Today we supposedly know better.  We had our revolutions and political changes against that system, and slavery died in the perception of the West.  The only problem is, the slave owners realised they are not able to operate without slaves.  Well, ingeniously, the current system allowed them to have the best of both worlds.  Instead of having to look after the slaves, feed them, house them etc, they can now tell the slaves they are free – no political or ethical issues – and pay them less that what it would have cost to house and feed them.  Now the slave has the illusion of freedom (which I might add is valuable, and definitely more ‘free’ than what it was).

21st-century-revolution

A hundred years ago futurists were saying that at the rate of technological discovery and machination we would only have to work a few hours a week today.  That obviously did not work out.  Greed stopped us from wanting a sustainable lifestyles, to just wanting more and more and more all the time. The earth can’t sustain us, we are working her and ourselves to death.

Here is another blogpost that reflects some of my feelings on this subject: http://earlyretirementextreme.com/on-elevating-humanity.html

On early retirement

early-retirementI wanted to call this post “on living well”, but that would cast the philosophical net a bit too wide.  What is the one thing you would say you need to live well?  Money, food, a house, family?  Yes, we might need all those things, but the one thing that would make all the difference for me is self-sufficiency.  When I say self-sufficiency I do not mean cutting myself off from civilization and starting a hippy co-op where I grow my own food (although the idea is not too distasteful), but rather being able to choose what I do with my time without the need to worry about money, food, a house etc.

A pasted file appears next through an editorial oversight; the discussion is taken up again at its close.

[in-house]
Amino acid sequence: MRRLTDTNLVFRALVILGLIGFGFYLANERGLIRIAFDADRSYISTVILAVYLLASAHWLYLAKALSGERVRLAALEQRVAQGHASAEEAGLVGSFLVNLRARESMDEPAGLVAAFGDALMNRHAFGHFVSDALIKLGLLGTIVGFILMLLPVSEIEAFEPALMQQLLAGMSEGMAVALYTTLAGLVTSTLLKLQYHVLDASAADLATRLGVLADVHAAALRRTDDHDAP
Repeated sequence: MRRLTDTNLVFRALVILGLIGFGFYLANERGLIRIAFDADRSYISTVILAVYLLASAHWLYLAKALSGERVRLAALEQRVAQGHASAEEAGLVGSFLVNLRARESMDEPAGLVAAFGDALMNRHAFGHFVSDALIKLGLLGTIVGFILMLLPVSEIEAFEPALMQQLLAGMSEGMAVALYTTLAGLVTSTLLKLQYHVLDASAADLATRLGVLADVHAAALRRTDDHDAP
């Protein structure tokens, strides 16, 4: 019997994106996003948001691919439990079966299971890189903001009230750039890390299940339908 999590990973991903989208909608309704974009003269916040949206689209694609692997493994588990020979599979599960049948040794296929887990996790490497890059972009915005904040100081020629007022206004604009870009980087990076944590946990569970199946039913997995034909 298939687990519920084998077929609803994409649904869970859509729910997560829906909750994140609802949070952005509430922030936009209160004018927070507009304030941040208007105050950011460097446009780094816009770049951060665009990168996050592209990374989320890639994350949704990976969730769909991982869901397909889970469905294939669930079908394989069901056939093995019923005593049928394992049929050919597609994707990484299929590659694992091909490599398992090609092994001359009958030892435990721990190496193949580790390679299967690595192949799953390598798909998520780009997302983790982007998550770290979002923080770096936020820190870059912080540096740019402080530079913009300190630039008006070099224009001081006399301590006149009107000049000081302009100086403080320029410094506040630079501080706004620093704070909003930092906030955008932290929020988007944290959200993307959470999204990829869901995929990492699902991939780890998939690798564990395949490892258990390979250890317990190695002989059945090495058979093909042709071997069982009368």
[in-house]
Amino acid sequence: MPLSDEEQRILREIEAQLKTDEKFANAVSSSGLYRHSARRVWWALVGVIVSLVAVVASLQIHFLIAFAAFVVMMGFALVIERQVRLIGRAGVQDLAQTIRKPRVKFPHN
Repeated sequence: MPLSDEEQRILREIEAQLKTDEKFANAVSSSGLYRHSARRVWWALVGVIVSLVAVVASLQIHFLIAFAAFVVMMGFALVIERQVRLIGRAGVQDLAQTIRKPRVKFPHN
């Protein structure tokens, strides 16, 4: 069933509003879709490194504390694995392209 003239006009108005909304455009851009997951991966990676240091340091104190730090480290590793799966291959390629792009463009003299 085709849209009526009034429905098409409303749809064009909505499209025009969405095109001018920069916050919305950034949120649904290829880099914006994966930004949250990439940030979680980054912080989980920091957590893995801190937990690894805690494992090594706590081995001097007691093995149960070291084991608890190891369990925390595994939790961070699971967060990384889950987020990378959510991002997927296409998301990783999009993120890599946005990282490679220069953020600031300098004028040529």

Ooh, I can already hear the questions and recriminations.  “But we have to work to eat”, “You are just lazy”, “What will you do with your time?”.  Really?  I was recently asked by a rich man, who just basically manages his money, what I would do with my time if I did not work.  He stated that he would not be able to function if he did not ‘work’.  If only the 1% understood the tedious, mind numbing, scull crushing work of a windowless 9-5.  It is not really the work as such that is the problem, it is the loss of self direction that causes the most pain.  The fact is that I can do my ‘job’ in about 5 hours a week, yet I have to sit at my desk, breathing recycled air, 5 days a week, 7.5 hours a day, because I cannot be trusted to rule myself.  This is the sad reality of the modern working life.  So no Mr. Rich man, I don’t want to sit at home and sip soy latte’s all day, I just want to work without the need to work (managing my ‘portfolio’ would be wonderful).  I want to enjoy one job and do it well – not work my fingers to the bone for thankless corporations at two jobs just to cover basic living expenses.  I don’t want to be in a situation where I cannot decide that I want to do something different because I cannot afford to lose my job.  So maybe the word retire is the wrong word.  I don’t want to sit back and rest from 50 years of work.  I just want to have an alternative income which covers my basics.  That way I can focus on meaningful work, and live well.  Donations are welcome.

For those interested in early retirement the hard way, here is a useful calculator to help you plan:  http://www.firecalc.com/